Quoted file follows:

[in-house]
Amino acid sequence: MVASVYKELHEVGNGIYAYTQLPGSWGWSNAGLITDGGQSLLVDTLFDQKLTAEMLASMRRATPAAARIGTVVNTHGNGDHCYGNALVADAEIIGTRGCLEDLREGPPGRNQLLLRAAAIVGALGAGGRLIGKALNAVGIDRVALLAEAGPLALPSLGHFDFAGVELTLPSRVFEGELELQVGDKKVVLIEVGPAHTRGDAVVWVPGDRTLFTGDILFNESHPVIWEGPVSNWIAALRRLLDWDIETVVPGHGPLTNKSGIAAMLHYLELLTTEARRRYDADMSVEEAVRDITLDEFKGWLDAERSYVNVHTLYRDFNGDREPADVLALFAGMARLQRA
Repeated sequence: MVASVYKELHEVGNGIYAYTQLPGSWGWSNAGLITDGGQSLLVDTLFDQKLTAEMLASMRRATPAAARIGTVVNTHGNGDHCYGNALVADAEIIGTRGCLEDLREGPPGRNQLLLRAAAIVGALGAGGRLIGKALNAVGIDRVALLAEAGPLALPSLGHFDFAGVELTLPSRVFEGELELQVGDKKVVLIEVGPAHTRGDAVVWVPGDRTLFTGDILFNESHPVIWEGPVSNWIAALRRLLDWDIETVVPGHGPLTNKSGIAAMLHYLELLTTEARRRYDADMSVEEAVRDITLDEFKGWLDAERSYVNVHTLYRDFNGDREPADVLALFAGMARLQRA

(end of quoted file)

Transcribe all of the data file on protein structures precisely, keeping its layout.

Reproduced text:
[in-house]
Amino acid sequence: MVASVYKELHEVGNGIYAYTQLPGSWGWSNAGLITDGGQSLLVDTLFDQKLTAEMLASMRRATPAAARIGTVVNTHGNGDHCYGNALVADAEIIGTRGCLEDLREGPPGRNQLLLRAAAIVGALGAGGRLIGKALNAVGIDRVALLAEAGPLALPSLGHFDFAGVELTLPSRVFEGELELQVGDKKVVLIEVGPAHTRGDAVVWVPGDRTLFTGDILFNESHPVIWEGPVSNWIAALRRLLDWDIETVVPGHGPLTNKSGIAAMLHYLELLTTEARRRYDADMSVEEAVRDITLDEFKGWLDAERSYVNVHTLYRDFNGDREPADVLALFAGMARLQRA
Repeated sequence: MVASVYKELHEVGNGIYAYTQLPGSWGWSNAGLITDGGQSLLVDTLFDQKLTAEMLASMRRATPAAARIGTVVNTHGNGDHCYGNALVADAEIIGTRGCLEDLREGPPGRNQLLLRAAAIVGALGAGGRLIGKALNAVGIDRVALLAEAGPLALPSLGHFDFAGVELTLPSRVFEGELELQVGDKKVVLIEVGPAHTRGDAVVWVPGDRTLFTGDILFNESHPVIWEGPVSNWIAALRRLLDWDIETVVPGHGPLTNKSGIAAMLHYLELLTTEARRRYDADMSVEEAVRDITLDEFKGWLDAERSYVNVHTLYRDFNGDREPADVLALFAGMARLQRA